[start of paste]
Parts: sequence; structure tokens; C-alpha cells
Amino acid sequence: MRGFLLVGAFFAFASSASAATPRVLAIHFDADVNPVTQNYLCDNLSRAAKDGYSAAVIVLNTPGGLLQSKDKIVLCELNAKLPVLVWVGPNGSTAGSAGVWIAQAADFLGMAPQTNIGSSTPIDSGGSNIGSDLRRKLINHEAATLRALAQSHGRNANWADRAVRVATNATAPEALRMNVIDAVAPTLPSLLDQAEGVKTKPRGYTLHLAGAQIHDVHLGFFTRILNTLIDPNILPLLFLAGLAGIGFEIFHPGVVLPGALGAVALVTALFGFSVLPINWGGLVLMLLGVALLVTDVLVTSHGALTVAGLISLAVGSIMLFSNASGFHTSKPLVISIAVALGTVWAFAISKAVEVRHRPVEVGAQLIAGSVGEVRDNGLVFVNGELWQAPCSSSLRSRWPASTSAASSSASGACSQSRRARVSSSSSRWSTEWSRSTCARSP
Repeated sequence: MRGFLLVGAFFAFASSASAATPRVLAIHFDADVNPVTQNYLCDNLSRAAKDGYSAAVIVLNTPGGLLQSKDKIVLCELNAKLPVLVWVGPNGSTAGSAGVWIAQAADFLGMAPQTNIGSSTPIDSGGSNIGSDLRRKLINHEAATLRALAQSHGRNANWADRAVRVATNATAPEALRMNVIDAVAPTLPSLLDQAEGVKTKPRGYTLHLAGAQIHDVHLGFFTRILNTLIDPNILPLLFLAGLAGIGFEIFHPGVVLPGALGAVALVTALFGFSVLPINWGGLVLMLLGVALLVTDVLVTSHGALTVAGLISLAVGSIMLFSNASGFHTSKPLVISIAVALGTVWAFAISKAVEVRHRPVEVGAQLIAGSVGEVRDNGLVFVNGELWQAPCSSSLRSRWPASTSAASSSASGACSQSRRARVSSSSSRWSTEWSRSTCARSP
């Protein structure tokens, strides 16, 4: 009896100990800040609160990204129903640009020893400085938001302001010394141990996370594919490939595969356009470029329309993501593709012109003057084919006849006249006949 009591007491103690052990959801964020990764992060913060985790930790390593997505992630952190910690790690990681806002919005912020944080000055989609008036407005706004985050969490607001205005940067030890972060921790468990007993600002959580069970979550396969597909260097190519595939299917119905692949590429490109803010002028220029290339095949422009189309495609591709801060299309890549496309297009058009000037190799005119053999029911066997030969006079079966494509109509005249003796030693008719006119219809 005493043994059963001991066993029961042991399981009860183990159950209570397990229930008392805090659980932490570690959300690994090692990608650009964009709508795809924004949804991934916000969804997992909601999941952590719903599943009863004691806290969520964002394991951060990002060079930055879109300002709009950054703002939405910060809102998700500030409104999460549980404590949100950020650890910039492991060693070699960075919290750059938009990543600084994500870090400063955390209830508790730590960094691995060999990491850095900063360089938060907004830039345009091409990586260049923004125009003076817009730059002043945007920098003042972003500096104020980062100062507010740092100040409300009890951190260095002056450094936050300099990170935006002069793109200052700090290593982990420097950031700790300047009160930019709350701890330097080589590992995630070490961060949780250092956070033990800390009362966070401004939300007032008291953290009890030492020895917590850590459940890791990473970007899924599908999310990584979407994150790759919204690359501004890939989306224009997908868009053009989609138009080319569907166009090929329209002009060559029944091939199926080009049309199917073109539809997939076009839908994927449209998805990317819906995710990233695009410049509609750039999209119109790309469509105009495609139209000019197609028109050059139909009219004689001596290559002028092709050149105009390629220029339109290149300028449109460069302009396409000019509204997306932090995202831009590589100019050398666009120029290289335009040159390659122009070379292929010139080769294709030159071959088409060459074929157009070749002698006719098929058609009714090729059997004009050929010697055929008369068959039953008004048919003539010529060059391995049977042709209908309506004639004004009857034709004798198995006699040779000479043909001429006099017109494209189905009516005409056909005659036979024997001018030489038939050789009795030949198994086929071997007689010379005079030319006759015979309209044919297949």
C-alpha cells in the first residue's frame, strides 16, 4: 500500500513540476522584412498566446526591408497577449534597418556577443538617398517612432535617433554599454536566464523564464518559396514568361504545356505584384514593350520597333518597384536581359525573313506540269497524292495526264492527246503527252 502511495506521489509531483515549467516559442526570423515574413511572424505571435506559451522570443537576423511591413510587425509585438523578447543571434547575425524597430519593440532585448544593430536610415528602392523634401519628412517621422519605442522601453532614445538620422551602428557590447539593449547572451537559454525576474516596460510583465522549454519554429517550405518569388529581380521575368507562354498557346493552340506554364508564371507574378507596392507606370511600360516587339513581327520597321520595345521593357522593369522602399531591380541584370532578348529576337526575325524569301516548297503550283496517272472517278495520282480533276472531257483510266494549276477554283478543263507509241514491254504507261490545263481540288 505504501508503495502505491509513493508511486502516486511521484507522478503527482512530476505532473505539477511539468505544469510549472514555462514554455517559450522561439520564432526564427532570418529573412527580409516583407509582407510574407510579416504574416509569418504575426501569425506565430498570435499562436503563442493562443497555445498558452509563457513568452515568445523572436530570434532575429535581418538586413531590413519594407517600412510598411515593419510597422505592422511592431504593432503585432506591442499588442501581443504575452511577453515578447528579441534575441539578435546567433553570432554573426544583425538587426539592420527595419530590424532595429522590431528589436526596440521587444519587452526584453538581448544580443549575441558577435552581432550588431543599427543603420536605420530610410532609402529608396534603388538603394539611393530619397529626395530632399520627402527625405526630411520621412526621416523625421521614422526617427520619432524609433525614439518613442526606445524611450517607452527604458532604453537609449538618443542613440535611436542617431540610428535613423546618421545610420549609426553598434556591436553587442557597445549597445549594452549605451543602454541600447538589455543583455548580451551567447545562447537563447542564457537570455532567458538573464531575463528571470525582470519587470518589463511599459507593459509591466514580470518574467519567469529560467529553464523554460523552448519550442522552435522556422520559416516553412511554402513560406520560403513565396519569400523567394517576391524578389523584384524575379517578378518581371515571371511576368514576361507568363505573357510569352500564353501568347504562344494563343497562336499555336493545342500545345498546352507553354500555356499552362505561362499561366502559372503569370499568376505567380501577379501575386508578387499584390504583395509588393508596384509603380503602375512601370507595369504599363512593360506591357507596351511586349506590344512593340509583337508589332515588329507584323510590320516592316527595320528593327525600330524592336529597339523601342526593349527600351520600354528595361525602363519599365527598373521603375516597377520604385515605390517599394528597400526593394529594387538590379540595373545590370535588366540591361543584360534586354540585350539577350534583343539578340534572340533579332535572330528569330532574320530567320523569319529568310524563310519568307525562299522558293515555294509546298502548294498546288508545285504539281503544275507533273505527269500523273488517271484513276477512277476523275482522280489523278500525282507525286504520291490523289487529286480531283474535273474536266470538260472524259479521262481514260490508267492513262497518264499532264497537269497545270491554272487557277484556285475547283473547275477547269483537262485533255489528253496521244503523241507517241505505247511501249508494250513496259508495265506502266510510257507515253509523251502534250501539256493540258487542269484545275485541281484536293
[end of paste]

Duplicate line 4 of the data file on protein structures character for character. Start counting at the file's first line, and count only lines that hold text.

């Protein structure tokens, strides 16, 4: 009896100990800040609160990204129903640009020893400085938001302001010394141990996370594919490939595969356009470029329309993501593709012109003057084919006849006249006949 009591007491103690052990959801964020990764992060913060985790930790390593997505992630952190910690790690990681806002919005912020944080000055989609008036407005706004985050969490607001205005940067030890972060921790468990007993600002959580069970979550396969597909260097190519595939299917119905692949590429490109803010002028220029290339095949422009189309495609591709801060299309890549496309297009058009000037190799005119053999029911066997030969006079079966494509109509005249003796030693008719006119219809 005493043994059963001991066993029961042991399981009860183990159950209570397990229930008392805090659980932490570690959300690994090692990608650009964009709508795809924004949804991934916000969804997992909601999941952590719903599943009863004691806290969520964002394991951060990002060079930055879109300002709009950054703002939405910060809102998700500030409104999460549980404590949100950020650890910039492991060693070699960075919290750059938009990543600084994500870090400063955390209830508790730590960094691995060999990491850095900063360089938060907004830039345009091409990586260049923004125009003076817009730059002043945007920098003042972003500096104020980062100062507010740092100040409300009890951190260095002056450094936050300099990170935006002069793109200052700090290593982990420097950031700790300047009160930019709350701890330097080589590992995630070490961060949780250092956070033990800390009362966070401004939300007032008291953290009890030492020895917590850590459940890791990473970007899924599908999310990584979407994150790759919204690359501004890939989306224009997908868009053009989609138009080319569907166009090929329209002009060559029944091939199926080009049309199917073109539809997939076009839908994927449209998805990317819906995710990233695009410049509609750039999209119109790309469509105009495609139209000019197609028109050059139909009219004689001596290559002028092709050149105009390629220029339109290149300028449109460069302009396409000019509204997306932090995202831009590589100019050398666009120029290289335009040159390659122009070379292929010139080769294709030159071959088409060459074929157009070749002698006719098929058609009714090729059997004009050929010697055929008369068959039953008004048919003539010529060059391995049977042709209908309506004639004004009857034709004798198995006699040779000479043909001429006099017109494209189905009516005409056909005659036979024997001018030489038939050789009795030949198994086929071997007689010379005079030319006759015979309209044919297949």